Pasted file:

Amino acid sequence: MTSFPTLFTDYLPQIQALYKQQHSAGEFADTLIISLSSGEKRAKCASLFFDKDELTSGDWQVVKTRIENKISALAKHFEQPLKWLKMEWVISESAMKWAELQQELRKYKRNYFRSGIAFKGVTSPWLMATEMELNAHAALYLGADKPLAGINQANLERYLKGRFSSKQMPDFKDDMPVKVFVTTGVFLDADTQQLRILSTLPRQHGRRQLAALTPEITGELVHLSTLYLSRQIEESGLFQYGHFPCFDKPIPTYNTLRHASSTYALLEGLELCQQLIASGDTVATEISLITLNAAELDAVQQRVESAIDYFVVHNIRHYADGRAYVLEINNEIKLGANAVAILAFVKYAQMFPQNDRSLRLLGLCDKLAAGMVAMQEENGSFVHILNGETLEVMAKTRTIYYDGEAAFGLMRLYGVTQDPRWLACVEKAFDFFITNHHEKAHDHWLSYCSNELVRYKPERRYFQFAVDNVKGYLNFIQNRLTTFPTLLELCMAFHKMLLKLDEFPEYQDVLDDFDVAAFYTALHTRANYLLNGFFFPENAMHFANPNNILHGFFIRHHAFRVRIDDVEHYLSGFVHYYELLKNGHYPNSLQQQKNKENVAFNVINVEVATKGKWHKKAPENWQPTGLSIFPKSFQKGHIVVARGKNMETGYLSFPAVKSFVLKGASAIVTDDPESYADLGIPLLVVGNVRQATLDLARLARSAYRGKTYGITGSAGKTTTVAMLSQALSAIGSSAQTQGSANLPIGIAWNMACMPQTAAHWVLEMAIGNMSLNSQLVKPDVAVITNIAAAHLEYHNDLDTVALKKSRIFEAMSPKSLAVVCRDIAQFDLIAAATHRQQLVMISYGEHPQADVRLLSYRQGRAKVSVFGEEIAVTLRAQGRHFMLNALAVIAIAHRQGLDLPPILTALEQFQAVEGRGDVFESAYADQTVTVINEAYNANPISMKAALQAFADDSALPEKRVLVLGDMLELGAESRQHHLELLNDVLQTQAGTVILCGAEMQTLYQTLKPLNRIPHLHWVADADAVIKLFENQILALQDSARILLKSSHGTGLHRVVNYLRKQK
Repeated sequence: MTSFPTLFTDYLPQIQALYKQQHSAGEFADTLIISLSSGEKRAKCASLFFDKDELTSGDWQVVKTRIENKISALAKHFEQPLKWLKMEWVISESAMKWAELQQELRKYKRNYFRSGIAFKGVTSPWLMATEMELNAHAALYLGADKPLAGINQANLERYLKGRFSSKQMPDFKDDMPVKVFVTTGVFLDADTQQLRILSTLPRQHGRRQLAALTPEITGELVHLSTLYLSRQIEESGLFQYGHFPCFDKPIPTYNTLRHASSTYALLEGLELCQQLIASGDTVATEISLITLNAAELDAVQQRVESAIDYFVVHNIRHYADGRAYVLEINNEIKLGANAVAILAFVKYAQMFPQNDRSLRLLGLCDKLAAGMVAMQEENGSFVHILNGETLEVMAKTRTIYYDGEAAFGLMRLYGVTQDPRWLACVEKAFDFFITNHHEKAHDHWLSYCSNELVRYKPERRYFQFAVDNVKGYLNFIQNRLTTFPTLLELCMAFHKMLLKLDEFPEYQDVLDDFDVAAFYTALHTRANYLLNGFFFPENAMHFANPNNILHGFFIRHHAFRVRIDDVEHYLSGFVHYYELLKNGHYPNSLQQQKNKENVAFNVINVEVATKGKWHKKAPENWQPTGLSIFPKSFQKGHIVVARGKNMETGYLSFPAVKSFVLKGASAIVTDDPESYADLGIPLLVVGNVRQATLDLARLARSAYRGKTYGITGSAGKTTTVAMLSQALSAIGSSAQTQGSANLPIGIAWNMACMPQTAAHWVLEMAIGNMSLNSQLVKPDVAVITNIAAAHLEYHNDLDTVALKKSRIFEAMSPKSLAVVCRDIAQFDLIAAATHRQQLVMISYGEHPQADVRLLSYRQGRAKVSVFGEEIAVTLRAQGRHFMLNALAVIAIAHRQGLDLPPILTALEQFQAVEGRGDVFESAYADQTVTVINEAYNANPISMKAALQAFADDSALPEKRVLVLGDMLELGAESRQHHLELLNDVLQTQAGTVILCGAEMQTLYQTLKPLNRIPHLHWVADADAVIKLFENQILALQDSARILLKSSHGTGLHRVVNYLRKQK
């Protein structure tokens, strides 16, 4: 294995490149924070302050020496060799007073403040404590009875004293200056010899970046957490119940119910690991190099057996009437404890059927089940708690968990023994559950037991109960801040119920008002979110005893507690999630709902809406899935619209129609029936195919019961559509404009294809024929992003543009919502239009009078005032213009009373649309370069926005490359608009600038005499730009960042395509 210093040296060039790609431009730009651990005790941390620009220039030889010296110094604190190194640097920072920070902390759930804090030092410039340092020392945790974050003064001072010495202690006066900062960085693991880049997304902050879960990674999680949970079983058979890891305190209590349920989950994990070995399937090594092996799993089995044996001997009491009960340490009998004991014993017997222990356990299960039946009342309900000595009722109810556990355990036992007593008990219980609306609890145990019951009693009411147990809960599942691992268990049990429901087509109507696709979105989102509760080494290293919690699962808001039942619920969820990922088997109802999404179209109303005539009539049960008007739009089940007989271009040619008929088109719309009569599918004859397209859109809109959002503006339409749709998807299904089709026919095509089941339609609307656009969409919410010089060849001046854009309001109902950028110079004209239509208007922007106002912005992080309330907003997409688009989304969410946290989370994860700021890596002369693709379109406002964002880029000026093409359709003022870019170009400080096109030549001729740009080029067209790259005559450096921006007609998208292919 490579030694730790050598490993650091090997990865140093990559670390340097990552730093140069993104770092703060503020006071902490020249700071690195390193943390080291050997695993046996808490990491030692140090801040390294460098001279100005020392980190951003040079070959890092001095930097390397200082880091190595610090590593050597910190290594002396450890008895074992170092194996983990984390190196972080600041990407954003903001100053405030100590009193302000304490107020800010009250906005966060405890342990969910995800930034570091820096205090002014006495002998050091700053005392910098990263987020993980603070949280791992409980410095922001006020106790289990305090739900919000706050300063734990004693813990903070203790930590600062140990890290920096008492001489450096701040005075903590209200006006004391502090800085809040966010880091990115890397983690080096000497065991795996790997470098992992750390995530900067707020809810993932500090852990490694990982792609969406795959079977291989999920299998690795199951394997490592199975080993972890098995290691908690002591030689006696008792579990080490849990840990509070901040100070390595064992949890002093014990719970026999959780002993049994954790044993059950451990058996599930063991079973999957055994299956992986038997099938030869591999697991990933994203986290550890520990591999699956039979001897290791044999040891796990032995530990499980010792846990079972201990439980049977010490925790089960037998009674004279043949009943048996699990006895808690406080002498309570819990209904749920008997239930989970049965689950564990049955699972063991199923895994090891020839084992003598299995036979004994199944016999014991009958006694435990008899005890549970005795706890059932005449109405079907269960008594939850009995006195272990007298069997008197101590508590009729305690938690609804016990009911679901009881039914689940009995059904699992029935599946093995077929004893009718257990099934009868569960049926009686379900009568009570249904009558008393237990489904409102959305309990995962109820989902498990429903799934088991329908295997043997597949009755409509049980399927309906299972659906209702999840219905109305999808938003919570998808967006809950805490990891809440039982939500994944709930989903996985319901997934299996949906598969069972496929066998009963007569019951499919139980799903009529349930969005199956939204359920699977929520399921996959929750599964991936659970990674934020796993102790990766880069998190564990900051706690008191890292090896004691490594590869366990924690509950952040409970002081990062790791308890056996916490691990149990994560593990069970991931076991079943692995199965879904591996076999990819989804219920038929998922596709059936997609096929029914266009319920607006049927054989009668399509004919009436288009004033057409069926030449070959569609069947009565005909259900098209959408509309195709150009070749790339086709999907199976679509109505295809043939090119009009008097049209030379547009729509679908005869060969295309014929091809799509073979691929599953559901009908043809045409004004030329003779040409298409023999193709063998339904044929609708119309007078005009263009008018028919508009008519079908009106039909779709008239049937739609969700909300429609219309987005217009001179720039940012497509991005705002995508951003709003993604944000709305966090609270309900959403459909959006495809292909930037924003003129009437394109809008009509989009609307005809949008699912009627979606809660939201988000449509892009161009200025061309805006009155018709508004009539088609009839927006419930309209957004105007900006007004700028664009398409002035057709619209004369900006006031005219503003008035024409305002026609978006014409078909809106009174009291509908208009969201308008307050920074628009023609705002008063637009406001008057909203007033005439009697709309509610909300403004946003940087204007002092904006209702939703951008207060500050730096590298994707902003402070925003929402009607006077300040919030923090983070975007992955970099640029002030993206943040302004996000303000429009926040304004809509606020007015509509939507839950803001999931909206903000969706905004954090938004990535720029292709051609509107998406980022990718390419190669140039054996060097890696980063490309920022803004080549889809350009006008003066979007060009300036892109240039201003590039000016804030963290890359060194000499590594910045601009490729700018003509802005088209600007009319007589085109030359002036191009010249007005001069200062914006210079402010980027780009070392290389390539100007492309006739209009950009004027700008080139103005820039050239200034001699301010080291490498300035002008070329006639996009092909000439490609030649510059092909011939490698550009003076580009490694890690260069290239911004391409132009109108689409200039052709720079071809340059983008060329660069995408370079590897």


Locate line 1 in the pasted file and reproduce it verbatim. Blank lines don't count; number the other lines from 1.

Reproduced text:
Amino acid sequence: MTSFPTLFTDYLPQIQALYKQQHSAGEFADTLIISLSSGEKRAKCASLFFDKDELTSGDWQVVKTRIENKISALAKHFEQPLKWLKMEWVISESAMKWAELQQELRKYKRNYFRSGIAFKGVTSPWLMATEMELNAHAALYLGADKPLAGINQANLERYLKGRFSSKQMPDFKDDMPVKVFVTTGVFLDADTQQLRILSTLPRQHGRRQLAALTPEITGELVHLSTLYLSRQIEESGLFQYGHFPCFDKPIPTYNTLRHASSTYALLEGLELCQQLIASGDTVATEISLITLNAAELDAVQQRVESAIDYFVVHNIRHYADGRAYVLEINNEIKLGANAVAILAFVKYAQMFPQNDRSLRLLGLCDKLAAGMVAMQEENGSFVHILNGETLEVMAKTRTIYYDGEAAFGLMRLYGVTQDPRWLACVEKAFDFFITNHHEKAHDHWLSYCSNELVRYKPERRYFQFAVDNVKGYLNFIQNRLTTFPTLLELCMAFHKMLLKLDEFPEYQDVLDDFDVAAFYTALHTRANYLLNGFFFPENAMHFANPNNILHGFFIRHHAFRVRIDDVEHYLSGFVHYYELLKNGHYPNSLQQQKNKENVAFNVINVEVATKGKWHKKAPENWQPTGLSIFPKSFQKGHIVVARGKNMETGYLSFPAVKSFVLKGASAIVTDDPESYADLGIPLLVVGNVRQATLDLARLARSAYRGKTYGITGSAGKTTTVAMLSQALSAIGSSAQTQGSANLPIGIAWNMACMPQTAAHWVLEMAIGNMSLNSQLVKPDVAVITNIAAAHLEYHNDLDTVALKKSRIFEAMSPKSLAVVCRDIAQFDLIAAATHRQQLVMISYGEHPQADVRLLSYRQGRAKVSVFGEEIAVTLRAQGRHFMLNALAVIAIAHRQGLDLPPILTALEQFQAVEGRGDVFESAYADQTVTVINEAYNANPISMKAALQAFADDSALPEKRVLVLGDMLELGAESRQHHLELLNDVLQTQAGTVILCGAEMQTLYQTLKPLNRIPHLHWVADADAVIKLFENQILALQDSARILLKSSHGTGLHRVVNYLRKQK